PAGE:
Mark Hassemer

Mark Hassemer

Dear Friends of ACT,

If you read this newsletter with any regularity, you know that change is a common theme. Here we go again.

Anticipating a special visit to our ACT offices this week, a few of my colleagues and I started taking a closer look at the Day Program and ACT Career Services, in an effort to better tell the story of the dramatic changes we’ve experienced over the past two years.

You’ve heard it here before. When faced with strong external pressure to change, we were disoriented and inclined to push back. We got angry. We wondered if people knew how upsetting the new ways would be, and how hard it would be to let go of something we were proud we built.

But we settled down and gained our bearings. That process of reorienting, imagining, and recreating our future began with grounding ourselves in our Mission and Vision.

When we revisited our Vision, we saw that we weren’t always hitting the mark. In the ACT Works program, we weren’t living up to what we said we believed. We’d been lulled into inaction by the comfort of routine.

This is our Vision:

ACT’s vision is an inclusive community where everyone belongs, participates and is accepted.

These words helped us find the creativity and courage to move forward with new programs, to say goodbye to the past, and press on.

Great story. But there’s more.

While preparing to welcome Mark Stringer, Director, Department of Mental Health; Valerie Huhn, Director, Division of Developmental Disabilities; Duane Shumate, Director, Employment and Training; and several of their colleagues who run State-operated programs, we noticed that the language of our Vision statement falls short of our aspirations.

It’s a big deal to have Missouri’s top leaders in the profession visit with us, asking questions, learning about some of our stumbles and recoveries, and, genuinely celebrating.

They thanked us for our candor, for not papering over the flaws. They applauded our innovation.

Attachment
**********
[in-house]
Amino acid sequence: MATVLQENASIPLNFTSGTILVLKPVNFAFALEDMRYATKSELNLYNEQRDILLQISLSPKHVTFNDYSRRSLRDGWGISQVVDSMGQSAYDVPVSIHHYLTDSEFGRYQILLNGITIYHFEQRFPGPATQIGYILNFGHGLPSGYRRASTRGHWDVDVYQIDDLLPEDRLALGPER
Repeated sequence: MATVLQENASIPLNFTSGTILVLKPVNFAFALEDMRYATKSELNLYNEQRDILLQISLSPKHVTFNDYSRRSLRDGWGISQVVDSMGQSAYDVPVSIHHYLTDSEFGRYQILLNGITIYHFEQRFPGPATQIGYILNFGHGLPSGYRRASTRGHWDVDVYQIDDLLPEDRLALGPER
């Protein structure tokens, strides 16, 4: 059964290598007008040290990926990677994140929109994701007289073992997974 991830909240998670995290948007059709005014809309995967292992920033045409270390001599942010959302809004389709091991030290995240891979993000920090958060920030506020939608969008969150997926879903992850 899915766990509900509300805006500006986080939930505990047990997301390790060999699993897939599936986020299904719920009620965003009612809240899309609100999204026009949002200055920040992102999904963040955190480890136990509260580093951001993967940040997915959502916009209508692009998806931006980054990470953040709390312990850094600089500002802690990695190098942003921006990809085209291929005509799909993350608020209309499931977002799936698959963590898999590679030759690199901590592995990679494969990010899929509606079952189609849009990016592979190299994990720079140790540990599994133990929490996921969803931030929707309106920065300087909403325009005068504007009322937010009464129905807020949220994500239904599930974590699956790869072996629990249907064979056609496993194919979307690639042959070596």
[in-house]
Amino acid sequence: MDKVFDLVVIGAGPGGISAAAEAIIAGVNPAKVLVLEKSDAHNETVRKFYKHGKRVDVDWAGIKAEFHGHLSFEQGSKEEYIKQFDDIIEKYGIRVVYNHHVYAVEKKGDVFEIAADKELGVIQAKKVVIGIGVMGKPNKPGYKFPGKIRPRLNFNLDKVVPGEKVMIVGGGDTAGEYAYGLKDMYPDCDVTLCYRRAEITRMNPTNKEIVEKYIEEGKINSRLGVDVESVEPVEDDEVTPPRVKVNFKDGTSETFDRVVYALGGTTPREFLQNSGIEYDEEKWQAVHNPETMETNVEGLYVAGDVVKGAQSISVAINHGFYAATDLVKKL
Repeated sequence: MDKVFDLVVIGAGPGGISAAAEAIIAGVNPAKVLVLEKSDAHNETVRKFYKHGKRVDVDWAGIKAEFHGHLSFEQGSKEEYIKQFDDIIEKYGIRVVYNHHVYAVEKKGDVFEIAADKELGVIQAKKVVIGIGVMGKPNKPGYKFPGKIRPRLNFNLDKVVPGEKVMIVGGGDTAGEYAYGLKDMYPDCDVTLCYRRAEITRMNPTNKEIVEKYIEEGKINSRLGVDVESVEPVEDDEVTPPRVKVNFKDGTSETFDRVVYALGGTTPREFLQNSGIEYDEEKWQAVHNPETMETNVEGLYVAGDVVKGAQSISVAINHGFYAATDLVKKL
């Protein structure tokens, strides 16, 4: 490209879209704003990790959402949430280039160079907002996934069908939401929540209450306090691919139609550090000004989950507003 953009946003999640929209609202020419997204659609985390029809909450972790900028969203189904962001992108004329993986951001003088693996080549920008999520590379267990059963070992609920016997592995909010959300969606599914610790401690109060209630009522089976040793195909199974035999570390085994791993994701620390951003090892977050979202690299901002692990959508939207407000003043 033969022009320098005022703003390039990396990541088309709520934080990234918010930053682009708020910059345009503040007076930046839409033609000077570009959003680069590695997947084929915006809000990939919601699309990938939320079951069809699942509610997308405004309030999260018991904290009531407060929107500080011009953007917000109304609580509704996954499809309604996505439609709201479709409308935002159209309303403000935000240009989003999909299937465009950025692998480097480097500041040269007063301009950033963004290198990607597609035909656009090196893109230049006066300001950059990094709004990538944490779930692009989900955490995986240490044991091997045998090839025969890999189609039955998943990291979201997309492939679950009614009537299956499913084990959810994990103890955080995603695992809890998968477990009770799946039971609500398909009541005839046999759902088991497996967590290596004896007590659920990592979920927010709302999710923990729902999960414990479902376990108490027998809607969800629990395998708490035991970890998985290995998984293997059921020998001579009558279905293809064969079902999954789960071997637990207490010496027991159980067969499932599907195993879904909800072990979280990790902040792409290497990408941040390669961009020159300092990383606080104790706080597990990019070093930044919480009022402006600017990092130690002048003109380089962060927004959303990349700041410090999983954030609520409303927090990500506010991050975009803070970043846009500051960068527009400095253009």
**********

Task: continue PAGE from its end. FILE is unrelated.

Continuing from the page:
They looked at the empty room where our recycling equipment once operated. No one was there working. They said, “You did what we asked you to do.” People with disabilities are not congregated on that work floor anymore. They’re out working or seeking work in the community, or they’ve chosen to do something else.

Our visitors left saying they got what they envisioned for the visit: part instruction, part motivation.

But they didn’t go without us first telling them our Vision was going to be revisited. We’re going to talk about it. And we intend to go back to our Board to propose a change to the last word: accepted. We don’t want persons with disabilities to merely be accepted. We want them to be valued.

There’s a big experience gap between the receiving ends of those two words.

I cannot close without acknowledging how extraordinarily proud I was that day of our ACT employees. Thanks especially to Jessica, Michelle, and Craig.

After the visit from the State officials, I was keyed up and a little drained. Much of that feeling was driven by how deeply satisfying and fulfilling it is to see dedicated people with direction accomplish so much.

This newsletter is full of profiles of new staff members who have recently joined us at ACT. When you read about them, you’ll want to meet them. I know they’ll make me proud, too, as we keep changing for the betterment of the people we serve.

Until next month,

Mark